In 1966, to celebrate the Service’s birthday, an exhibit entitled PARKSCAPE was erected. This exhibit featured a conservation logo designed by the New York firm of Chermayeff and Geismar Associates consisting of 3 triangles enclosing three balls. The triangles represented the outdoors (trees and Mountains) with the 3 balls being the standard symbol for preservation.
In addition, the same firm designed a new seal for the Department of the Interior. Secretary Stewart L. Udall had attempted to change Interior’s name to either Department of Natural Resources or Department of Conservation, but this met with great opposition. He did, however, manage to have the seal changed from the buffalo to a stylized pair of hands holding a circle (sun) over two large triangles (mountains) which inturn were over nine small inverted triangles symbolizing water. The hands motif had been suggested by Vince Gleason as an abstract symbolizing that the Nation’s natural resources were in good hands.
Following closely on the heels of MISSION 66, Director George B. Hartzog, Jr. (1964-1972) came forth with a new agenda titled PARKSCAPE U.S.A. Among it’s facets was one that dealt with the upgrading and modernization of the image of the Service itself. Hartzog had become enamored with the logo of the PARKSCAPE exhibit and adopted it for his new program.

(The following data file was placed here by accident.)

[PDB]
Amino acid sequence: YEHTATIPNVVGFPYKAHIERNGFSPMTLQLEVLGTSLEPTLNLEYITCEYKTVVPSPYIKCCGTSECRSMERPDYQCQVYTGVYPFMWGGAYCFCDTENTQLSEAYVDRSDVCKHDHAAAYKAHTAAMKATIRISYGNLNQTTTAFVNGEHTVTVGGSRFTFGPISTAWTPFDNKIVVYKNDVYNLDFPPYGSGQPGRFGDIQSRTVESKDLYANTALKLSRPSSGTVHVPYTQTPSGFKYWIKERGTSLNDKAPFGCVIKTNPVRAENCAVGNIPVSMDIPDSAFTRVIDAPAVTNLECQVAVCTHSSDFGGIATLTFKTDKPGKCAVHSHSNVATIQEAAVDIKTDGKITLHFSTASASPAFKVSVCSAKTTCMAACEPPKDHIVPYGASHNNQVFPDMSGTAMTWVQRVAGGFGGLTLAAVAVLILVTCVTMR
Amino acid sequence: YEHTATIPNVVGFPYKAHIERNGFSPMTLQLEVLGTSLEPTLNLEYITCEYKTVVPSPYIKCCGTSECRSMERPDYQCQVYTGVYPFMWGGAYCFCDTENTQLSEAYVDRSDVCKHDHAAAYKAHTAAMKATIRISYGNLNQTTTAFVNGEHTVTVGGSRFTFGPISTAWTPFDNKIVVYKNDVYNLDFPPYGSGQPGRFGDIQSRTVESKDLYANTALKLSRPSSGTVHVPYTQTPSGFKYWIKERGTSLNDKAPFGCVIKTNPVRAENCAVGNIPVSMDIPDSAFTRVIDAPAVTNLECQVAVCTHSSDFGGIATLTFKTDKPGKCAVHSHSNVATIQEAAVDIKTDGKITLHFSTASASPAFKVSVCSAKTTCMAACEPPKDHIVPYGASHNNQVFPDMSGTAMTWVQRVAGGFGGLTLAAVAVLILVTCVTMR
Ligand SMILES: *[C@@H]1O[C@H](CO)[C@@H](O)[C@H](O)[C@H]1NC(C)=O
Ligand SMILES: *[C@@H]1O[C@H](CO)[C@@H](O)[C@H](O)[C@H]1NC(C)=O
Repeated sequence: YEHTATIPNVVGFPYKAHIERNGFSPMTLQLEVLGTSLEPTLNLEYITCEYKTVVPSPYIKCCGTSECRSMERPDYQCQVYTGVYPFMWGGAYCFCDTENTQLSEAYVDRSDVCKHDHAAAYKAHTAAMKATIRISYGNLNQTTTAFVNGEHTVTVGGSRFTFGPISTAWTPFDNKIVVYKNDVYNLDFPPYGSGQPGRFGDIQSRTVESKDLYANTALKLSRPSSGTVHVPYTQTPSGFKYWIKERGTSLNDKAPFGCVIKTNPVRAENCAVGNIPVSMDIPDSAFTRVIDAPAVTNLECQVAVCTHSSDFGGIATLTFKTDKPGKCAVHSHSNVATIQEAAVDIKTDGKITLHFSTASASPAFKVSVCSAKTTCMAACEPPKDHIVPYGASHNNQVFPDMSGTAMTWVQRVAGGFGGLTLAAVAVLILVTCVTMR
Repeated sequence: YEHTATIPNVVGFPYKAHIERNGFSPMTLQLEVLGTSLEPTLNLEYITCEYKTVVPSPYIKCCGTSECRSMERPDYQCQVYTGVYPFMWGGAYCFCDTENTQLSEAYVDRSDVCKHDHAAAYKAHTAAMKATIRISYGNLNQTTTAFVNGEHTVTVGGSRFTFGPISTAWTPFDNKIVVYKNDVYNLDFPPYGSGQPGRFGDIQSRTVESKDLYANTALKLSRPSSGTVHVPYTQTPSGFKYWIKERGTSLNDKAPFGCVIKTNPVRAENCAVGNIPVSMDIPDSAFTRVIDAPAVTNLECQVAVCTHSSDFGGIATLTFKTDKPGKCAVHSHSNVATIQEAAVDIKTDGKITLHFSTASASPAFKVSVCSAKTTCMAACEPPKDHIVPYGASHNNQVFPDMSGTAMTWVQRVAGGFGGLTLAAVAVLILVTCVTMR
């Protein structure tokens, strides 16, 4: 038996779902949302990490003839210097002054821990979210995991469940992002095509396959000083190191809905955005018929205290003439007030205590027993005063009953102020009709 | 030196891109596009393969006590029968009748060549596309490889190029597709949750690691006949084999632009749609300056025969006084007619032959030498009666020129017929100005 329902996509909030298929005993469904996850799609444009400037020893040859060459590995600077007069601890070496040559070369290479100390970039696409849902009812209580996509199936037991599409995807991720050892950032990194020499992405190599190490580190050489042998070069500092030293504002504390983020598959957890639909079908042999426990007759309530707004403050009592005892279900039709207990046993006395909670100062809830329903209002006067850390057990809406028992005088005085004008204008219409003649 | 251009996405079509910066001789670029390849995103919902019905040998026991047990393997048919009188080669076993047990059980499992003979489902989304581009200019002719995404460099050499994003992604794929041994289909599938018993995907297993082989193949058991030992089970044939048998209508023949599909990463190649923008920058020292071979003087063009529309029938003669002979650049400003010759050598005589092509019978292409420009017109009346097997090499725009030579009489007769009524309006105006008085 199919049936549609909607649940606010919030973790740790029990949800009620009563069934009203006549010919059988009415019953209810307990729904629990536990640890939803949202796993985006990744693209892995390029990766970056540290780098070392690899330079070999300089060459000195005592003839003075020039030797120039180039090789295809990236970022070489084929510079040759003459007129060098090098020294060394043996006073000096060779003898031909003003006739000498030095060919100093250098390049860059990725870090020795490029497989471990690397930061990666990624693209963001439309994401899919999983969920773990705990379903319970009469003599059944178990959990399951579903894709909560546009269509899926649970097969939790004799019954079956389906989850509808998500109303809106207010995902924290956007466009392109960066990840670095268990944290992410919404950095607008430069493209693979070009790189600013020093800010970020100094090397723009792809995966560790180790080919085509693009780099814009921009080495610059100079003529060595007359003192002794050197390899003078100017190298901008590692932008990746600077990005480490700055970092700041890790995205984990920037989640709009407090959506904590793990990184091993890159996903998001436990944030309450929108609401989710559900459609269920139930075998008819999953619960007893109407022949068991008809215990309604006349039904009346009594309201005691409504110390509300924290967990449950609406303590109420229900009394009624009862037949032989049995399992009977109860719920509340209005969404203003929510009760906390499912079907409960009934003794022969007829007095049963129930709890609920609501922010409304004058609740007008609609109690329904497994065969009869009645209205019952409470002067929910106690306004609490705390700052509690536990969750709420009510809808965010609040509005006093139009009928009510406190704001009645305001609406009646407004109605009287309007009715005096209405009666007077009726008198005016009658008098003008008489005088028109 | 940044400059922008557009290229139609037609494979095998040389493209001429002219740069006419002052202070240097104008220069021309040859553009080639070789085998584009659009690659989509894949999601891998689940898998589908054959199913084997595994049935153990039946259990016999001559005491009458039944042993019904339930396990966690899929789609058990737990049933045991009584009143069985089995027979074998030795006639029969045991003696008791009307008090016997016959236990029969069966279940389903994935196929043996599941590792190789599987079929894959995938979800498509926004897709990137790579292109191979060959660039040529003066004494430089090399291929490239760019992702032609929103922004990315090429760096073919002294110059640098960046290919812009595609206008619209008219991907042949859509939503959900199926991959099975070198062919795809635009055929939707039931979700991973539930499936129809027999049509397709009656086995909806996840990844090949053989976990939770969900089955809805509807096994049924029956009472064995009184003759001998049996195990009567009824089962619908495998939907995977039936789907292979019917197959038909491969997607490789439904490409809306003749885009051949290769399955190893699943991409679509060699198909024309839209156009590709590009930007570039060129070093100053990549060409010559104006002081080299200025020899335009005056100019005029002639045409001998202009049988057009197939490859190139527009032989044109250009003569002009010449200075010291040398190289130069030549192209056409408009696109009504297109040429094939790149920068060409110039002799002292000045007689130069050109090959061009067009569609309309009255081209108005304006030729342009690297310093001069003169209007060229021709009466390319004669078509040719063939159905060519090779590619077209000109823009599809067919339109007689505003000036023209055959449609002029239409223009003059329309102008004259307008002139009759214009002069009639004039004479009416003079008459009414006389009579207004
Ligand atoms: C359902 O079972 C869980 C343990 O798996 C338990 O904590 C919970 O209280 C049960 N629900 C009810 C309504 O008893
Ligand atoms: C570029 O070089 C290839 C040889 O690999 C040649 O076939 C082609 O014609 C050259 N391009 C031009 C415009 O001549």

Hartzog used the occasion of an article in the July, 1966, issue of the National Geographic Society Magazine concerning the National Park System to launch his new program. He assured employees that the triangle symbol would supplement rather than supplant the arrowhead.
In 1968, however, when Secretary Udall adopted the new Interior seal (designed by Chermayeff and Geismar Associates), Hartzog seized the opportunity to replace the arrowhead with the Parkscape symbol. With the buffalo gone from the Interior seal, he rationalized, the arrowhead with its buffalo was no longer relevant. Field reaction to this move was nevertheless unenthusiastic, for the representational arrowhead was far better liked than the abstract Parkscape symbol.
Nevertheless, boards were made up by Chermayeff & Geismar showing how the new symbols would look on the various pieces of clothing, as well as on vehicles and signs.
On March 3, 1969, Acting Director Edward Hummel sent a memorandum to all regional directors ordering the removal of the arrowhead shoulder patch. “In keeping with the Director’s desire to act positively on field suggestions, it has been decided that effective June 1, 1969, Service emblem shoulder and cap patches will not be worn on any National Park Service garments,” he wrote. Before this unpopular directive could be implemented, Secretary Hickel reinstated the buffalo seal. Hartzog thereupon reinstated the arrowhead as the official NPS emblem and continued its use as a patch in a memorandum dated May 15, 1969. Perhaps as a gesture to the few supporters of the Parkscape symbol, he simultaneously ordered its retention as the official NPS tie tack.